Quietly, almost by stealth, Elsbeth Hardie’s family memoir The Girl Who Stole Stockings made its way to the best-seller charts this year and may well be one of the best books of New Zealand non-fiction published in 2015.
It’s a brilliantly researched history of the life – and minor crime, which had far-reaching consequences – of Susannah Noon, her great-great-great grandfather’s fifth wife. In 1810, Colchester-born Susannah attempted to steal stockings by fraud. She was sentenced to transportation for seven years, and shipped to Australia. She later married a bigamist, and the couple moved with their children to a new life at a whaling station in Port Underwood in the Marlborough Sounds.
In this extract, Elsbeth takes up the story of Susannah’s incarceration at Moulsham Gaol. She became one of 101 women from all over the UK delivered to the docks at Woolwich in London. The ship she was transported on, Friends, was a three-masted square sailing ship; the destination was New South Wales, then operating as the world’s first open prison…
By the time Susannah finally left Moulsham Gaol she had already spent the worst of the winter within its walls. Ahead of her was the unknown. One day in February 1811 she was taken from her cell and put into a coach bound for London and the docks at Woolwich on the Thames. She would not have known that the manner and timing of her conveyance from Chelmsford was part of a well-orchestrated removal of women from gaols throughout England and from as far away as Scotland and Wales throughout that month.
Some of the women that were to set sail with Susannah had been imprisoned for nearly three years waiting for a ship; others just a few short months. Susannah was one of over 40 women from the far-flung corners of the isles who were delivered to the docks at Woolwich. Five women made the arduous journey down from Scotland. Another five originally hailed from Ireland. But more than half of the women who were to accompany Susannah in exile had been domiciled just a short distance from the docks in London’s Newgate Gaol.
The capital’s famous gaol was at crisis point with overcrowding. When the Quaker prison reformer, Elizabeth Fry, visited Newgate a few years later she found 300 women and their children crammed together in two wards and two cells in the women’s quarters. Their beds were the floor where they slept without nightclothes or bedding.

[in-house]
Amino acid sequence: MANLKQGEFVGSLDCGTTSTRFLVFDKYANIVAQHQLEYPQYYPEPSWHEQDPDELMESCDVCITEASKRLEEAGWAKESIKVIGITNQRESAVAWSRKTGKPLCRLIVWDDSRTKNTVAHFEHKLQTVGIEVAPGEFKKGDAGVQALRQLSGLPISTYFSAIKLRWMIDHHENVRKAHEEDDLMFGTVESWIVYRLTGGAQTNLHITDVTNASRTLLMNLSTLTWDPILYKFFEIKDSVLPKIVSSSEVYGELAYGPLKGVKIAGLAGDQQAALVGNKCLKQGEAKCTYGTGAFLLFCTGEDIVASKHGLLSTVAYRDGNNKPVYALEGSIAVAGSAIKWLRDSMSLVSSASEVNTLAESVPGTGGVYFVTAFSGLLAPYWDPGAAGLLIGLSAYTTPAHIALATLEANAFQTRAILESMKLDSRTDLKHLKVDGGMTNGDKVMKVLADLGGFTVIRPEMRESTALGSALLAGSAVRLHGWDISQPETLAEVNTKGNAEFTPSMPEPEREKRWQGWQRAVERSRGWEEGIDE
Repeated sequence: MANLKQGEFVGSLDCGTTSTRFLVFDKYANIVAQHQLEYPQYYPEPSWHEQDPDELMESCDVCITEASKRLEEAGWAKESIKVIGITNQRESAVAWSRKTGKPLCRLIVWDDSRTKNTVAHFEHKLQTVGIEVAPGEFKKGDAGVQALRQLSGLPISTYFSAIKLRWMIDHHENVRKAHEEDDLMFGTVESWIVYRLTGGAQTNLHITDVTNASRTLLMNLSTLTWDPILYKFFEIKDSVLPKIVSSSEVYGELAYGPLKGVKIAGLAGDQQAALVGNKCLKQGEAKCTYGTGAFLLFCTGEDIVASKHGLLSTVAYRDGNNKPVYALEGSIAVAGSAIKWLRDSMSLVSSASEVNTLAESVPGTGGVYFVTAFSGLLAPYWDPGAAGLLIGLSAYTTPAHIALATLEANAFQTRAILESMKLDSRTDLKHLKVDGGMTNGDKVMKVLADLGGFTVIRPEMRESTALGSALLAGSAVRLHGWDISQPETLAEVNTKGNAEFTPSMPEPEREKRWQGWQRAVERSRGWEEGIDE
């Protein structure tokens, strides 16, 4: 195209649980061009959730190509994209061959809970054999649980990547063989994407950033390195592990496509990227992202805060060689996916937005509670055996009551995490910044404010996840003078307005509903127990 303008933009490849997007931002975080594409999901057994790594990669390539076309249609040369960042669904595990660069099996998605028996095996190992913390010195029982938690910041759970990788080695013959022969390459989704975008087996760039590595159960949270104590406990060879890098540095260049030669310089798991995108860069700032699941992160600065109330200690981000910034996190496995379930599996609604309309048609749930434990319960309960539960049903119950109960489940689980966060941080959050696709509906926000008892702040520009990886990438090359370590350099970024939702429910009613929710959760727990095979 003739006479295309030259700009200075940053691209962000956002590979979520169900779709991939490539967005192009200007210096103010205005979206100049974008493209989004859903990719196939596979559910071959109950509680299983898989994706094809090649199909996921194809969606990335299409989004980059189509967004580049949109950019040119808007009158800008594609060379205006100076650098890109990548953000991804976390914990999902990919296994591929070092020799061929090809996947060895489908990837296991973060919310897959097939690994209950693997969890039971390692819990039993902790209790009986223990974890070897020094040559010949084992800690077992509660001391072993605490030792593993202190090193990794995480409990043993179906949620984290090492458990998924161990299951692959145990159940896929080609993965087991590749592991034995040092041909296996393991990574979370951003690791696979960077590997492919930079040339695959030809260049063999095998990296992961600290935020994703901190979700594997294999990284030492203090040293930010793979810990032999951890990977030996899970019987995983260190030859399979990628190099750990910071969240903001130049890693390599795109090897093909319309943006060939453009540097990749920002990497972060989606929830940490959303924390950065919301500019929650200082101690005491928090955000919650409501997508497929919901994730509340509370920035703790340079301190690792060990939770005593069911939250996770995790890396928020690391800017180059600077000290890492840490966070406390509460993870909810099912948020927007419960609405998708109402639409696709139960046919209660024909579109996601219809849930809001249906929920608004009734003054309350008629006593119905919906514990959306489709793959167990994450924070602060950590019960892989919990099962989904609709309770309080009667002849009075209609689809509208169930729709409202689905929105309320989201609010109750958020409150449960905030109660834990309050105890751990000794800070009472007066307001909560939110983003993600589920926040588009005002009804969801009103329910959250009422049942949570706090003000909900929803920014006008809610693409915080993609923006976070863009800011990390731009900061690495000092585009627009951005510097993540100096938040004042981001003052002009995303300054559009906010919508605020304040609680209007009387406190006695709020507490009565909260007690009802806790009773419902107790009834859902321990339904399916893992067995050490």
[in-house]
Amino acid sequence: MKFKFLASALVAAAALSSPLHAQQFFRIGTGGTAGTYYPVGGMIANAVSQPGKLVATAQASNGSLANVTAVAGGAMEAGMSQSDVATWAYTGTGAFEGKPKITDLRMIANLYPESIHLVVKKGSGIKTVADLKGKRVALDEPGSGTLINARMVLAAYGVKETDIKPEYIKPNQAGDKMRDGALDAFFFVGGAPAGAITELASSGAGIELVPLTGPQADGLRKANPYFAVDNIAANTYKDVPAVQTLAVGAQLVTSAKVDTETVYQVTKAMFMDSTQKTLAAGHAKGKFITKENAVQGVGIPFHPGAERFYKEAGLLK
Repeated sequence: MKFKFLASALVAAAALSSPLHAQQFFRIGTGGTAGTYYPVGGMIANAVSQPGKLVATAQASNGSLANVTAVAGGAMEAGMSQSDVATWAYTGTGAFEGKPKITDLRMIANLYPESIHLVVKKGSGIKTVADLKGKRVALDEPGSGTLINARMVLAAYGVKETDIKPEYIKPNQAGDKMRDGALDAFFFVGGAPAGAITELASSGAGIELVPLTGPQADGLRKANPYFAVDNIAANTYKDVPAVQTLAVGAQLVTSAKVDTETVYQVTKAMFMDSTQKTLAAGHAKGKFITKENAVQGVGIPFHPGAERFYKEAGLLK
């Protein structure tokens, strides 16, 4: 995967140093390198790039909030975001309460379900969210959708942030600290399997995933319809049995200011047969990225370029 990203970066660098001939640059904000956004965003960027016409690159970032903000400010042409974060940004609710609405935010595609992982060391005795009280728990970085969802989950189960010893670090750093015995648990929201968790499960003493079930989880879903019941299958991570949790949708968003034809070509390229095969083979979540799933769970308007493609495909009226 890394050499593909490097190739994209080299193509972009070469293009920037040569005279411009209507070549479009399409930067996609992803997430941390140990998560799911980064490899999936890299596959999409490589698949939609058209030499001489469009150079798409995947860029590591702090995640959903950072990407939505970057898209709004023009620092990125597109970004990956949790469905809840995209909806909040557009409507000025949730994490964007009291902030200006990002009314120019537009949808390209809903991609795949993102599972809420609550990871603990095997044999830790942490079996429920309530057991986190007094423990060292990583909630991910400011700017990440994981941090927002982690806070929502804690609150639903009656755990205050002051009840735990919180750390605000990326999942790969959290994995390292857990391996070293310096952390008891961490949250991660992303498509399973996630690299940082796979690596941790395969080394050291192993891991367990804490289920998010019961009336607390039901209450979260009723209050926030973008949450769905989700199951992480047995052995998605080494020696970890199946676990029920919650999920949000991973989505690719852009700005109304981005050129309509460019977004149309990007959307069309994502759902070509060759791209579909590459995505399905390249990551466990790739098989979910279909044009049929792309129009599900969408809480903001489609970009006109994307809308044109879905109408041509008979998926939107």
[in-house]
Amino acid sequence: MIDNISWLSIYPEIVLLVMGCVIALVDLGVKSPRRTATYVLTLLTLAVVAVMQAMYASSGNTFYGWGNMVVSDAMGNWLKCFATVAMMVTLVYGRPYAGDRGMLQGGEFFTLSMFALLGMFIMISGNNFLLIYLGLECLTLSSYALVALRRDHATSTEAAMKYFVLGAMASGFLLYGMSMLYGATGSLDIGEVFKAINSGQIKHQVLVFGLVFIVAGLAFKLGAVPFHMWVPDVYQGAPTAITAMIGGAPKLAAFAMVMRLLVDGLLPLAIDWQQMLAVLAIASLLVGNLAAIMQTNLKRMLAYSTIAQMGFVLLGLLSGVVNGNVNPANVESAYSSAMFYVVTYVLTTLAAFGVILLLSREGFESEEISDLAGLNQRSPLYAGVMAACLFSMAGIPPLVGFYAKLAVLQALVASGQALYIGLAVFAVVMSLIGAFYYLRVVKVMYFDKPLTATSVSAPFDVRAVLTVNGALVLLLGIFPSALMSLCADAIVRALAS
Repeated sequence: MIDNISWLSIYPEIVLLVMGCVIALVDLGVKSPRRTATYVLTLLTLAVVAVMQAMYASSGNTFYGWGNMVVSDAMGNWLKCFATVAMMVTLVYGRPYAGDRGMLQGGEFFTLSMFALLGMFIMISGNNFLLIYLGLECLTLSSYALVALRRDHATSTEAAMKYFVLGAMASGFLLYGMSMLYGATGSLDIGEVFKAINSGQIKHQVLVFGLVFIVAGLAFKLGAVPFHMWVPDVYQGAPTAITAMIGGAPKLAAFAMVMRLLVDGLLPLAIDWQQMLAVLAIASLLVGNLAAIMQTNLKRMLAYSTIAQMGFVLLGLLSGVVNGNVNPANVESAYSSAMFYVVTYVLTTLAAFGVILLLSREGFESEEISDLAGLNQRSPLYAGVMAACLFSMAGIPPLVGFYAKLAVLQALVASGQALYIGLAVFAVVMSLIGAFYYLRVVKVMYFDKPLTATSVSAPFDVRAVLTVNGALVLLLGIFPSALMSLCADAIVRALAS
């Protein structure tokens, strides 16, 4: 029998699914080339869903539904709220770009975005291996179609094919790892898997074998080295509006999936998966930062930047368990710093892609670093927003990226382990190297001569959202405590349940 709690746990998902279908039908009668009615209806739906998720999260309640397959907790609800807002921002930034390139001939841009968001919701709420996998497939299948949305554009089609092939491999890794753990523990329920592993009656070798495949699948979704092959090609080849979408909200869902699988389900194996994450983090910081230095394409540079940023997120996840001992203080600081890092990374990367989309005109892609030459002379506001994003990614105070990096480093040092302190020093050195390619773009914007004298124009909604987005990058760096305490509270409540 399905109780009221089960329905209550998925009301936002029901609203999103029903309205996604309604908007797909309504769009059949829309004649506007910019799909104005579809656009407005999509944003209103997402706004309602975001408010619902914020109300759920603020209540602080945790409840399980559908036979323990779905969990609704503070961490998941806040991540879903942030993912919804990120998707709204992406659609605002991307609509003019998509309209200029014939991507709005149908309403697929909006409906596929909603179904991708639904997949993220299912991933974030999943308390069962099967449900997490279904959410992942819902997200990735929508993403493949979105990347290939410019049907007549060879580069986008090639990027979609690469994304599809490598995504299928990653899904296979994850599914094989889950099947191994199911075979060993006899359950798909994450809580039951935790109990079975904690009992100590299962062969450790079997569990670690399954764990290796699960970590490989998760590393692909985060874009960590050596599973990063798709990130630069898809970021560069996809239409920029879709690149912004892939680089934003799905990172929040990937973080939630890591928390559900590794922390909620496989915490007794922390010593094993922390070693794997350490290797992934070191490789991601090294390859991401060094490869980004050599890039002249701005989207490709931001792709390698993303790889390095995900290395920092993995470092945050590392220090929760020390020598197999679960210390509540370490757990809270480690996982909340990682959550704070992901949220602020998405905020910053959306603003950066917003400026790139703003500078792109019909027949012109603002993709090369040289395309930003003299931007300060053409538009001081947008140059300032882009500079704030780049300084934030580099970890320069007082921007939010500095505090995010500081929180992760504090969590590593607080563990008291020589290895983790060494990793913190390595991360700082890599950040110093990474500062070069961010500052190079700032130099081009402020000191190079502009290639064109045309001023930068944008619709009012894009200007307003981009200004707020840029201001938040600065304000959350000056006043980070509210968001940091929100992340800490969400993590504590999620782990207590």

She wrote, ‘The swearing, gaming, fighting, singing and dancing were too bad to be described.’ In a letter to her own children in 1813 she told them, ‘I have lately been twice to Newgate to see after the poor prisoners who had poor infants without clothing, or with very little and I think if you saw how small a piece of bread they are each allowed a day you would be very sorry.’
In January 1811 London’s Morning Chronicle reported there were between 700 and 800 men and women in Newgate, ‘many of whom are compelled by poverty’ to subsist on the daily allowance of twopennyworth of bread that equated to about a quarter of a pound. Each session at the court added another 40-50 prisoners to its cells.
This state of emergency in Newgate was further exacerbated due to the poor health of George III who had lapsed in and out of periods of mental illness for several decades. His latest decline had lasted some months and it meant that the passage of legislation in Parliament and matters of government administration had ground to a halt while he remained incapable of giving his royal assent.
The situation was resolved on February 5 when Parliament passed the Regency Act, giving the Prince of Wales – also named George – the full powers of his father. The transportation of the prisoners was given royal approval and the round-up of the women who were to accompany Susannah was quickly put into effect. They were all to board the ship Friends that sat anchored in the Thames.
Amelia Bellars was one of the women to come from Newgate. She’d been in prison for a year since her conviction at the Old Bailey for ‘coining’ – passing forged notes – in February 1810. She was sentenced to transportation for 14 years and had to endure the dire conditions of Newgate while waiting on a ship. There, as in Moulsham Gaol and other prisons around the country, the gaoler added to his official income by selling extra food rations, straw for bedding, coal and candles to the prisoners. Bellars was forced to pawn her clothes to help feed not only herself but the eight-year-old daughter she kept with her.